State and local officials, including Gov. Bill Walker, gathered in Sitka on Friday (5-8-15) to formally dedicate the Blue Lake dam. The largest public works project in city history, it’s projected to meet the city’s electricity needs for the next thirty years.
The Class of 2015 graduated from Mt. Edgecumbe High School today (Thu 5-7-15). Ninety-three students marched in maroon and gold robes, some in high heels and others in mukluks.
The most valuable product on the Tongass National Forest is now salmon. Ron Medel, Tongass Fisheries Program Manager, has spent the last several years calculating how much Alaskan salmon is produced in the forest.
The family whose home was heavily damaged by a fire on Tuesday afternoon (5-5-15) say they are thankful that nobody was injured -- and even their dog survived.
The Sitka Fire Department responded Tuesday afternoon (5-5-15) to a blaze at a house on Sawmill Creek Road. Fire Chief Dave Miller said the fire damaged about a third of the home’s upper story. Nobody was injured. Even the family dog survived.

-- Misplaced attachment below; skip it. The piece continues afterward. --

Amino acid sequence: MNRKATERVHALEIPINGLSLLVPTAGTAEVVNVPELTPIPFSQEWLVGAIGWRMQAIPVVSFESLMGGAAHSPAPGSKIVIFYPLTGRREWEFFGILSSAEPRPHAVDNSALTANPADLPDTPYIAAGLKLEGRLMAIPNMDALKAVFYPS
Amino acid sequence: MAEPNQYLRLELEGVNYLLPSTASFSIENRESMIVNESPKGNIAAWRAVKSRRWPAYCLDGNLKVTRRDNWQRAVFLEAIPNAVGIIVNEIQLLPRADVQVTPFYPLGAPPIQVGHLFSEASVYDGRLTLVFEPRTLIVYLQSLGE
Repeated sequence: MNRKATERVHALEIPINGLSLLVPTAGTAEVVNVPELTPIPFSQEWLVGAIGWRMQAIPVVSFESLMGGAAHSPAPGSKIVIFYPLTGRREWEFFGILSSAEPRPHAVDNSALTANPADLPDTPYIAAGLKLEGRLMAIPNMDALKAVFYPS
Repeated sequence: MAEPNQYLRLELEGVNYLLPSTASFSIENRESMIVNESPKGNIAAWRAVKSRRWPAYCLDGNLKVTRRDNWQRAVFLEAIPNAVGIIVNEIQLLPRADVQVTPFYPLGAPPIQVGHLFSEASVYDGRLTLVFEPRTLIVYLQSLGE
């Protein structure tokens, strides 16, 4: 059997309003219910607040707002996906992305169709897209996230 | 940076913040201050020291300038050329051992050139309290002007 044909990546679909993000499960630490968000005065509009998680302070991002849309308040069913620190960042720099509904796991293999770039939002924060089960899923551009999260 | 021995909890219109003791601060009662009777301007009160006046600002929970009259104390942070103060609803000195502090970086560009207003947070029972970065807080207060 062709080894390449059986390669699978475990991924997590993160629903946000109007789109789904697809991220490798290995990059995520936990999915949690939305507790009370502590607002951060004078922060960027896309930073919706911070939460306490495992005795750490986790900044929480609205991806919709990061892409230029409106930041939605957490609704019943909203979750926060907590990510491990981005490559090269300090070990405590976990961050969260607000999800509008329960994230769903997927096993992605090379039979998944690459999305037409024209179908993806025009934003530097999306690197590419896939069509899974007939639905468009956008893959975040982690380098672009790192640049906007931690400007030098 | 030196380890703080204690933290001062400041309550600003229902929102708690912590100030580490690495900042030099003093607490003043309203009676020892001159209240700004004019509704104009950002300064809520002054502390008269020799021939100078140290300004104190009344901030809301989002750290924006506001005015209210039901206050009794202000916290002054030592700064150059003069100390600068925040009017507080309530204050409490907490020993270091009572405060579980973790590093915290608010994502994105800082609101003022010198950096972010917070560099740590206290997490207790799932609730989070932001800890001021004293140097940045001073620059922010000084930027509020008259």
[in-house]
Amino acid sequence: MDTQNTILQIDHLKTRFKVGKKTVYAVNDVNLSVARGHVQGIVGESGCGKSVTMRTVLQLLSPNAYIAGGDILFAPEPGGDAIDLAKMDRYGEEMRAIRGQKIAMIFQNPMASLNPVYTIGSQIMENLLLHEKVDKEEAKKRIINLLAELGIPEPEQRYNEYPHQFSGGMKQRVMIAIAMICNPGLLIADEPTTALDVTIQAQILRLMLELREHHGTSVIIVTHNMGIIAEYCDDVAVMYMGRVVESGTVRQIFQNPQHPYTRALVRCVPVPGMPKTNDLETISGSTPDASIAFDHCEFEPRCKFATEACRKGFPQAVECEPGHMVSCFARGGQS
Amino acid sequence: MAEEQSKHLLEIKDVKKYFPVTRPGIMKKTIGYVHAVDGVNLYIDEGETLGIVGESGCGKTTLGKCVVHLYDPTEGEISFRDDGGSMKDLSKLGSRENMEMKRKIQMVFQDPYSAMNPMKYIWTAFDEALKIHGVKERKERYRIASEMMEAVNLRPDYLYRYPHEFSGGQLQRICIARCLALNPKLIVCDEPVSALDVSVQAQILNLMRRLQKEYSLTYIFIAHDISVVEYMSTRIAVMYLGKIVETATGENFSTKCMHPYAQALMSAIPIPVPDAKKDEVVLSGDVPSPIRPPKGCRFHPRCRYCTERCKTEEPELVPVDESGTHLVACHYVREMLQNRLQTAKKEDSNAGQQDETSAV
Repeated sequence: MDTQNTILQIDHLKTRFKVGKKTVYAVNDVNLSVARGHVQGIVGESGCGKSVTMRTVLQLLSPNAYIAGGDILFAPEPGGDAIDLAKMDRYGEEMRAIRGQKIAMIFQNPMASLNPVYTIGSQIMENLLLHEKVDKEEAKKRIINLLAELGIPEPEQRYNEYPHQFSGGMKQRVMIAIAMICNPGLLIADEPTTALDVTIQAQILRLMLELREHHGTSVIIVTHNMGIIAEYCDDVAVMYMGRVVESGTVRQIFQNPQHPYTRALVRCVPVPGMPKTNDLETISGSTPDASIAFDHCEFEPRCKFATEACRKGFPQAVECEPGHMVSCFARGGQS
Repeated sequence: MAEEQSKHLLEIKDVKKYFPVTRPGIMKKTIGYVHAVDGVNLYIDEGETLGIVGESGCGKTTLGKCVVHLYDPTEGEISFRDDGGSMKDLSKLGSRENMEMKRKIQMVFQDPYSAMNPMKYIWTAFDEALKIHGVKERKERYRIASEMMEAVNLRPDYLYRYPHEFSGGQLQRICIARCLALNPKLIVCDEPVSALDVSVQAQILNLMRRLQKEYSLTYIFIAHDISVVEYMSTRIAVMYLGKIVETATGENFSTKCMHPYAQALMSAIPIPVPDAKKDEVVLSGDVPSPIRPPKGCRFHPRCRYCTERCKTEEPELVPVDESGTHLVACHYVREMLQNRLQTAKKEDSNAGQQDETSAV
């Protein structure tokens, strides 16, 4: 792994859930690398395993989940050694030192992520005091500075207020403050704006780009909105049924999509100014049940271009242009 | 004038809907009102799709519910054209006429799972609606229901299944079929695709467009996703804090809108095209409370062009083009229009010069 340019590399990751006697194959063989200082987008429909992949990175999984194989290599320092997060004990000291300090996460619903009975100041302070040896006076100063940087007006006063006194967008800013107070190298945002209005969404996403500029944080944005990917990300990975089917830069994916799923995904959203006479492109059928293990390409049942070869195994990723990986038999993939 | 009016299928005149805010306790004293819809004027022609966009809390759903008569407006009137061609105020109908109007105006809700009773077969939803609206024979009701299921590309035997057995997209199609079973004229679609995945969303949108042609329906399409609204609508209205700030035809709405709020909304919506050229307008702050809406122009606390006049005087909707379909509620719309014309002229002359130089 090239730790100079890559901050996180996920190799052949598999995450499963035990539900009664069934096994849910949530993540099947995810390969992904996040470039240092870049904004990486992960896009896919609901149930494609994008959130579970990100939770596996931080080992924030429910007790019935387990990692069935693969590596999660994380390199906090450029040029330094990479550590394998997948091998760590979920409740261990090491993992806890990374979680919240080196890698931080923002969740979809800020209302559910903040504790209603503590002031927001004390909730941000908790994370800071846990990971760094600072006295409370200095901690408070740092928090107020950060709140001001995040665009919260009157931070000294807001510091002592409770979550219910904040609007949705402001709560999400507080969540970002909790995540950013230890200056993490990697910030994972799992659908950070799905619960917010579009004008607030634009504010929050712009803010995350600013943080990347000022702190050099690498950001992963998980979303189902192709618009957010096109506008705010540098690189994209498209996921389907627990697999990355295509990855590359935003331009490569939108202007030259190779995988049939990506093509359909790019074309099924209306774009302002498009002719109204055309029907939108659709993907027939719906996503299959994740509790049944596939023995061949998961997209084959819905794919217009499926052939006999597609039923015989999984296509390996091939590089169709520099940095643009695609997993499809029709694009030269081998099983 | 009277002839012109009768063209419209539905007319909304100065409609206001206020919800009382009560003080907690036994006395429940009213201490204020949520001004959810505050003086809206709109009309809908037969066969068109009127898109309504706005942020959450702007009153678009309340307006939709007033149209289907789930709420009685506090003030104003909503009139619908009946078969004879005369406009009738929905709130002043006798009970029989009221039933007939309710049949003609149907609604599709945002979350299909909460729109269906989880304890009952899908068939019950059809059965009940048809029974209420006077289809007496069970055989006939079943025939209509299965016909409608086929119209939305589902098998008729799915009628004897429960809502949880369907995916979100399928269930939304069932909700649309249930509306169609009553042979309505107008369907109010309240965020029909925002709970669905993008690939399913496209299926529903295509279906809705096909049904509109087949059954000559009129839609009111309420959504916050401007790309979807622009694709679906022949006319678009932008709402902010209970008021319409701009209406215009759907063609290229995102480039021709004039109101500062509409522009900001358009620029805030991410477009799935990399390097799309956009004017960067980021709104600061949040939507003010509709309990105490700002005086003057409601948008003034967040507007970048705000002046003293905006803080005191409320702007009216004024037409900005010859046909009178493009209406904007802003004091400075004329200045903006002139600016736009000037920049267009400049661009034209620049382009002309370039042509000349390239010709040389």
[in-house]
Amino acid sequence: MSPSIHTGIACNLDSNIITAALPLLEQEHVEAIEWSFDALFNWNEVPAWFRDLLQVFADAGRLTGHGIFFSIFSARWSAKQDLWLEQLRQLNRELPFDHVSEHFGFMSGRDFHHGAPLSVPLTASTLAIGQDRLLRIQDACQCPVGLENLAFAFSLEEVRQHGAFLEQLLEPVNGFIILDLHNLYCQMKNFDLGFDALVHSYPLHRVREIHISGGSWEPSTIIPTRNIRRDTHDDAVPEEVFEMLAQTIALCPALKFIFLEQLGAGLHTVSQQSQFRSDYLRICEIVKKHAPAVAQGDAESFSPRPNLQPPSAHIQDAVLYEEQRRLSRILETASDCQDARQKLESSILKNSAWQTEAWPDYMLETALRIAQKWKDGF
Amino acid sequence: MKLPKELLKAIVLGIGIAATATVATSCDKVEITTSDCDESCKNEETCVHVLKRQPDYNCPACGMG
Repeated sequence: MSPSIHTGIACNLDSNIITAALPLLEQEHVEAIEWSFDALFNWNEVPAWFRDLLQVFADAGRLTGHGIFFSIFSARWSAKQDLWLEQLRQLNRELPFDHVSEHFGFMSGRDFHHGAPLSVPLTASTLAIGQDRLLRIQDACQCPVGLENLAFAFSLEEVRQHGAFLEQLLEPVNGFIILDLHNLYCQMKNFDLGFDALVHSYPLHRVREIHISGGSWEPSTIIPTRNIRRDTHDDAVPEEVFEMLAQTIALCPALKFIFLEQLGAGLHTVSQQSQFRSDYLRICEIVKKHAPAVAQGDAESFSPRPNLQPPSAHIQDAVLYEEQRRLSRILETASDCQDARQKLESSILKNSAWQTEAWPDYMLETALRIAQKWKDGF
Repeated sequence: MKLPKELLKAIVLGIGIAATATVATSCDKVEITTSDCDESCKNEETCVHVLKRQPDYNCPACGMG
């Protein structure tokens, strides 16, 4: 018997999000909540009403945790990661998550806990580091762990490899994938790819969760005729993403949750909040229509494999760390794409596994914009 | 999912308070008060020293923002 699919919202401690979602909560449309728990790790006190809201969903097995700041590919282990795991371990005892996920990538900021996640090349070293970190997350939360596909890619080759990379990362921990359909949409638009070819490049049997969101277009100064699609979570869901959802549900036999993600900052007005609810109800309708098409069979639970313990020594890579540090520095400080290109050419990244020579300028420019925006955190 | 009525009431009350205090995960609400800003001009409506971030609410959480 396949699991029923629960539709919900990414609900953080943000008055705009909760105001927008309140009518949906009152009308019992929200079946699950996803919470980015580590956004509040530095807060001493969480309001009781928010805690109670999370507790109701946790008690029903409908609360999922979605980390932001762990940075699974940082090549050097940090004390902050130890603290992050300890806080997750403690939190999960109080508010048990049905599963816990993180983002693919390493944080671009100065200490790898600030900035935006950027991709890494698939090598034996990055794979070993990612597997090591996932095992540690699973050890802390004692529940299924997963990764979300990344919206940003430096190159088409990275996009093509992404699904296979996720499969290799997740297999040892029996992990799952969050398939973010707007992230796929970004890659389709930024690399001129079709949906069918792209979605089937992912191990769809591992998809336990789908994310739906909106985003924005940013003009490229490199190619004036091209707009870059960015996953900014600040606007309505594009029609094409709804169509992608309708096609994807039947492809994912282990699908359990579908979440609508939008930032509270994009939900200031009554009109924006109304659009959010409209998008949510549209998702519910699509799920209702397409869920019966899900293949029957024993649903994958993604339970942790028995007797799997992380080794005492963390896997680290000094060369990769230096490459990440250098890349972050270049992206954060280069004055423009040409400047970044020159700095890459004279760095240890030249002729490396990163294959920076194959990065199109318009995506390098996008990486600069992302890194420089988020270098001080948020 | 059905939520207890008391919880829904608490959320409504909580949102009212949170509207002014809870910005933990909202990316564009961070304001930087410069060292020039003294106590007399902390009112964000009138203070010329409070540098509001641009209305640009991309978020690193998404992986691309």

After a month of discussion, the Sitka Assembly settled on a modest electric rate increase. Residential rates will go up by about 6% in the coming year, to pay for the Blue Lake dam. And when it comes to figuring out how a town of 9,000 pays off a $150-million hydroelectric project, city staff are getting creative.
The family of a Sitka woman missing for nearly three years is asking the state to issue a death certificate. 33-year old Lael Grant was last seen in a local grocery store in the early morning of October 15, 2012.
Sitka’s electric rates are going up, but not as much as they might have. The Sitka Assembly on Monday chose the smaller of two potential rate hikes, by a vote of 4 to 3. A household using about 1000 kilowatt-hours of electricity each month will see their electric bill go up by about $8 a month.
Sitka fifth-graders turned out to watch a trio of captive brown bears destroy a small tent that had been “baited” with fried chicken. The larger lesson: Let's avoid having captive brown bears in the future.
With education a hot button issue in the ongoing budget debate, one school in Sitka is definitely safe this fiscal year. The state-run Mt. Edgecumbe High School will continue to receive $4.6 million from the Department of Education and Early Development. That money goes directly towards boarding over 400 students from around the state.